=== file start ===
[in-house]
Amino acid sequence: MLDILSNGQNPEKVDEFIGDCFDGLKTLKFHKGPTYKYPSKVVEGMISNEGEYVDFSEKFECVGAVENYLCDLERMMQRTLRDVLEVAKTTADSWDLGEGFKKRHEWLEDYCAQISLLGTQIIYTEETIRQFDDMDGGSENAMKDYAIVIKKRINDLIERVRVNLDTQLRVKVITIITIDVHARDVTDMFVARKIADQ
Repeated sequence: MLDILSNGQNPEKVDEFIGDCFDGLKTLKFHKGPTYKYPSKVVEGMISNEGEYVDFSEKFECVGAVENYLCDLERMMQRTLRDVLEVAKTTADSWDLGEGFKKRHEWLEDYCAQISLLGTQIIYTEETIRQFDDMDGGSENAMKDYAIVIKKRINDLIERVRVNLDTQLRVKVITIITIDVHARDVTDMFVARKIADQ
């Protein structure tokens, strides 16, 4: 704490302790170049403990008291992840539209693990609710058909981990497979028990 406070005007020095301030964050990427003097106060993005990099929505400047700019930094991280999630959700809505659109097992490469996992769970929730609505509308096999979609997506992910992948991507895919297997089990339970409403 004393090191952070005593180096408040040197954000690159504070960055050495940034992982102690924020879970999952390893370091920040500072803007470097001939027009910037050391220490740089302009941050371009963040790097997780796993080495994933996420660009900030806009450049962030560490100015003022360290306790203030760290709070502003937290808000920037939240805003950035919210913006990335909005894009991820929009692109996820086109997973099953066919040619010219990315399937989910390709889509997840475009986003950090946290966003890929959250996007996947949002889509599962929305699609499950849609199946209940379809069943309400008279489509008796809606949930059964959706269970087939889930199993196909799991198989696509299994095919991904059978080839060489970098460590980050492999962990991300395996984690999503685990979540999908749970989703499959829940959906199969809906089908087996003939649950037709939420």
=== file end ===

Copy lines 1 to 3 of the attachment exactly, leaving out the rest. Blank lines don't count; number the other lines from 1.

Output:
[in-house]
Amino acid sequence: MLDILSNGQNPEKVDEFIGDCFDGLKTLKFHKGPTYKYPSKVVEGMISNEGEYVDFSEKFECVGAVENYLCDLERMMQRTLRDVLEVAKTTADSWDLGEGFKKRHEWLEDYCAQISLLGTQIIYTEETIRQFDDMDGGSENAMKDYAIVIKKRINDLIERVRVNLDTQLRVKVITIITIDVHARDVTDMFVARKIADQ
Repeated sequence: MLDILSNGQNPEKVDEFIGDCFDGLKTLKFHKGPTYKYPSKVVEGMISNEGEYVDFSEKFECVGAVENYLCDLERMMQRTLRDVLEVAKTTADSWDLGEGFKKRHEWLEDYCAQISLLGTQIIYTEETIRQFDDMDGGSENAMKDYAIVIKKRINDLIERVRVNLDTQLRVKVITIITIDVHARDVTDMFVARKIADQ